Apart from my very limited and unbalanced diet, the week went just fine. I was extremely hungry on Monday, but by Tuesday afternoon I was pretty much used to it. I did notice a terrible lack of energy in the mornings, since I'm not able or willing to wake up early enough to cook rice for breakfast, but that was about all. The biggest problem for me wasn't a hunger for food, but hunger for flavour; eating tasty food is one of my greatest pleasures in life, and without decent food I really find it difficult to be content.

On Friday afternoon I made a little list of the week's pros and cons in my notebook:


  • Cheap
  • Raising money for charity
  • Fewer difficult choices when planning meals
  • Fewer trips to the toilet
  • Near-odourless farts
  • ...


  • Hungry
  • No breakfast
  • Food is boring
  • Loss of will to live late at night (unrelated?)
  • Scurvy later
  • Toilet is unsatisfying

In perspective:

I started thinking, what does $2 really mean? First I thought that $2 a day is a really tiny amount of money, when we can barely spend less than $20 on a decent restaurant meal. Then I thought that perhaps $2 will buy a lot more in a third world country than it will here, so it's less for me than for them. Then I thought that perhaps it was calculated using Purchasing Power Parity. Then I started thinking about all the things other than food that it would have to buy: rent, clothing, transport, and so on. Then I thought about all the things that I use every day that are worth more than $2 to me: electricity, telephones, roads, police, my education, and so on. Then I wondered how much rent would cost in central Africa. Then I thought that I should really stop thinking and just be glad to have central heating and a pair of good shoes.

The Debutante pointed me towards a project by the photographer Peter Menzel (his site here), who traveled around the world to take pictures of many families with a week's worth of their food. It's not very exhaustive, but I found it very poignant. The purpose of this project seems to be very similar to that of Live Below the Line: to give us as clear a description as possible of what poverty means in reality, in terms that everyone understands. Everyone understands hunger. Or perhaps not, perhaps Jarvis Cocker of Pulp (also recommended by The Debutante) was right when he said, "you'll never live like common people, you'll never do what common people do, you'll never fail like common people, you'll never watch your life slide out of view." Perhaps most of us are just too comfortable to really get it.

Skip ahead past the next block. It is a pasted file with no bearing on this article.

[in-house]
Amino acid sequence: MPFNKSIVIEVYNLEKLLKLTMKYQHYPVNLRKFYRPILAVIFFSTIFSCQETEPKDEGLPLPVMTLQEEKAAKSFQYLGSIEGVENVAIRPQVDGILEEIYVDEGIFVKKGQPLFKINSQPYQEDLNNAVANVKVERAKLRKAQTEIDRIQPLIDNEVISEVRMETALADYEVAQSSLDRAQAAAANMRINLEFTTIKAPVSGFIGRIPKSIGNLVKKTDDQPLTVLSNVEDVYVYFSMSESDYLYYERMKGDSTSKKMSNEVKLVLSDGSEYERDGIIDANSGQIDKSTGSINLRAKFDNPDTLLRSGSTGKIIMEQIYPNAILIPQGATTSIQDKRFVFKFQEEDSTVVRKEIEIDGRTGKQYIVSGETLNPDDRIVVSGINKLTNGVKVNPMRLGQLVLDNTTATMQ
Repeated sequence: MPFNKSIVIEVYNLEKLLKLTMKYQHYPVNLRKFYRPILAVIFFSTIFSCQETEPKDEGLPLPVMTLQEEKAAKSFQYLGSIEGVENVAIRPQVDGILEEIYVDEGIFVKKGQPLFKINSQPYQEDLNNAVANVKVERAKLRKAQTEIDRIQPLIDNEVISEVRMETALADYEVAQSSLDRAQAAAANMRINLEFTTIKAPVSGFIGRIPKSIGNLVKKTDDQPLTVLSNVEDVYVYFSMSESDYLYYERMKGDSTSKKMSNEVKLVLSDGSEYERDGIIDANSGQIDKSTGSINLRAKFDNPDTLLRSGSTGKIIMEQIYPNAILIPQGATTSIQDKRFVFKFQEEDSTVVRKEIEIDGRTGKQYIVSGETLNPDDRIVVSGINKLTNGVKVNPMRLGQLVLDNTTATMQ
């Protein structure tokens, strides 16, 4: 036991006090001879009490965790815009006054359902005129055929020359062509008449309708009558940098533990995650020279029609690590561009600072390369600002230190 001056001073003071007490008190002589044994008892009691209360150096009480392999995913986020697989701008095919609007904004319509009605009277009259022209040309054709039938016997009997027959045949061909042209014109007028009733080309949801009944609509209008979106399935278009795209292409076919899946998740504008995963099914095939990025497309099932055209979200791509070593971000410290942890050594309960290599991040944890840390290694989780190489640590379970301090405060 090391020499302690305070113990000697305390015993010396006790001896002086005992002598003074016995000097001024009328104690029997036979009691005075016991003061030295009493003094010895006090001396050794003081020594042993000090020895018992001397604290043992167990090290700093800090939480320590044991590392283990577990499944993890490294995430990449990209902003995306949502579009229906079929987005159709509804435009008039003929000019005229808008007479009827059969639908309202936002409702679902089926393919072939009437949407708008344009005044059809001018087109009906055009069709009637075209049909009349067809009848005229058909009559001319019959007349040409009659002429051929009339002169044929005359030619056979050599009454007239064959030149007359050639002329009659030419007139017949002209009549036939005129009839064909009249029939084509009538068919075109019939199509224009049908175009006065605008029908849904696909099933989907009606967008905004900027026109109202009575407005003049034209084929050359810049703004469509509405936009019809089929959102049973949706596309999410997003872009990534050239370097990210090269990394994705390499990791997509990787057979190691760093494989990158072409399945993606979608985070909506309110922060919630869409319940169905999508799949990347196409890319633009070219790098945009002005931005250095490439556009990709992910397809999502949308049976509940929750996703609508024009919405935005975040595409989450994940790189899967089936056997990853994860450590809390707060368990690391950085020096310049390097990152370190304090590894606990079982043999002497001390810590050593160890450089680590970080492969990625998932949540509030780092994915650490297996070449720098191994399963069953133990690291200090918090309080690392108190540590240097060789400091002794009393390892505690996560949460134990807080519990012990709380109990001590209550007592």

In conclusion:

So, as a whole, my week of living below the line was a failure. I ate empty foods for five days and raised no money. I didn't feel comfortable soliciting donations, so I got none2. The same thing happened in high school when I did the 40 Hour Famine. Ah well. At least I learned something: I can never again complain about institutional food with a clear conscience. I suppose that's something.

1 - GST, or Goods & Services Tax, is a 10% tax on almost everything in Australia. It does not apply to a few things, though, one of which is fresh food and cooking ingredients. Some strange people like me feel that it's a great achievement to see "GST - $0.00" on their shopping docket.

2 - I just got a donation of $20, only an hour after I posted this writeup. So it wasn't all for nothing.